Japan's re-emergence as a "normal" military power
- Christopher W. Hughes.
- Oxford ; New York : Oxford University Press for the International Institute of Strategic Studies, 2004.
- Physical description
- 156 p. : ill., maps ; 24 cm.
- Adelphi papers no. 368-369.
- Hughes, Christopher W.
- Includes bibliographical references (p. -156).
- 1. Japan's post-war security trajectory and policy system-- The Yoshida doctrine-- Japan's security policy-making system: leaning towards immobilism--
- 2. Japan's shifting security trajectory and policy system-- Japan's security environment: global, regional, alliance and domestic crises-- Japan's new security policy debate: towards a 'normal' state?-- Japan's newly proactive policy-making system--
- 3. Japan's national security policy and capabilities-- National Defence Programme Outline revision-- National emergency legislation-- Japan's military hardware: pursuing power projection capabilities-- Challenging post-war security taboos and constitutional restraints--
- 4. Forging a strengthened US-Japan alliance-- Rescuing the alliance-- Revision of the Japan-US Guidelines for Defence Cooperation-- Okinawa, US bases and force realignments-- Ballistic Missile Defence--
- 5. Japan, regional cooperation, multilateral security and the 'war on terror'-- Bilateral regional security dialogue-- Anti-piracy cooperation-- Multilateral security dialogue and exercises-- Japan and UN PKO-- Japan and the 'war on terror' in Afganistan and Iraq-- CONCLUSION-- Japan locks itself into the US-Japan alliance-- Japan and the regional security order: reinforcing US hegemony-- NOTES.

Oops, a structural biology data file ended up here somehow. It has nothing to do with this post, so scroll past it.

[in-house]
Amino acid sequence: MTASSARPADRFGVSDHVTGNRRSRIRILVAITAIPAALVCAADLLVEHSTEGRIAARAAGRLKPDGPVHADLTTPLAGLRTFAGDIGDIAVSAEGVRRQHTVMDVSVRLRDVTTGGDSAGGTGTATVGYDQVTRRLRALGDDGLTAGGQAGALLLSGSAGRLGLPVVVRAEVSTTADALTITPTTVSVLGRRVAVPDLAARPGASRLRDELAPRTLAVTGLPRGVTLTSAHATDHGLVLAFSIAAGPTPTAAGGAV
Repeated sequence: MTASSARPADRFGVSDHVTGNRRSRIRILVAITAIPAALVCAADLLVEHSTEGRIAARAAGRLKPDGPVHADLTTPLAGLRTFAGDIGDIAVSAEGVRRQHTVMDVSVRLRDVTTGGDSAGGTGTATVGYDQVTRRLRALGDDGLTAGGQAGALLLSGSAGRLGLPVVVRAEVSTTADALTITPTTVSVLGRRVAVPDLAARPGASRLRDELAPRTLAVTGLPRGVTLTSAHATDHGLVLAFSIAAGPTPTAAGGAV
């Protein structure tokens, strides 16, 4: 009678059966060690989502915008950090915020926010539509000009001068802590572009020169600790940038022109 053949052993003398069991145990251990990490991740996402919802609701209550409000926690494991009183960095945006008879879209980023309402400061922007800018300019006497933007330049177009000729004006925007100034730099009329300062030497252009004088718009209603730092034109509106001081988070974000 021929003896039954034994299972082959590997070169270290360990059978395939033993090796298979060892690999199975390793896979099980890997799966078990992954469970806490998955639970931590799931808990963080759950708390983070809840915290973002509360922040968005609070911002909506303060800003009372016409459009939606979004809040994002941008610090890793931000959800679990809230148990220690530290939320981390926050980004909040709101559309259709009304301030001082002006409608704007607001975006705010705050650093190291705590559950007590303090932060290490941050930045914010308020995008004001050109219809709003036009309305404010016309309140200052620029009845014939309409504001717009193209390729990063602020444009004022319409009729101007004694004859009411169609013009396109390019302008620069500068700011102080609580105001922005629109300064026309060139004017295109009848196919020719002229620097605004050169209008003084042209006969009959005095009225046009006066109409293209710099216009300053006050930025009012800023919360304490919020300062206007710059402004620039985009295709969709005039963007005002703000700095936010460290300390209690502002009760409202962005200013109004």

- (source: Nielsen Book Data)
Is Japan re-emerging as a normal, or even a great, military power in regional and global security affairs? This Adelphi Paper assesses the overall trajectory of Japan's security policy over the last decade, and the impact of a changing Japanese military posture on the stability of East Asia. The paper examines Japan's evolving security debate, set against the background of a shifting international environment and domestic policymaking system; the status of Japan's national military capabilities and constitutional prohibitions; post-Cold War developments in the US Japan alliance; and Japan's role in multilateral regional security dialogue, UN PKO, and US-led coalitions of the willing. It concludes that Japan is undoubtedly moving along the trajectory of becoming a more assertive military power, and that this trend has been accelerated post-9/11. Japan is unlikely, though, to channel its military power through greatly different frameworks than at present. Japan will opt for the enhanced, and probably inextricable, integration of its military capabilities into the US Japan alliance, rather than pursuing options for greater autonomy or multilateralism. Japan's strengthened role as the defensive shield for the offensive sword of US power projection will only serve to bolster US military hegemony in East Asia and globally.
(source: Nielsen Book Data)
- Publication date
- Adelphi paper ; 368-9
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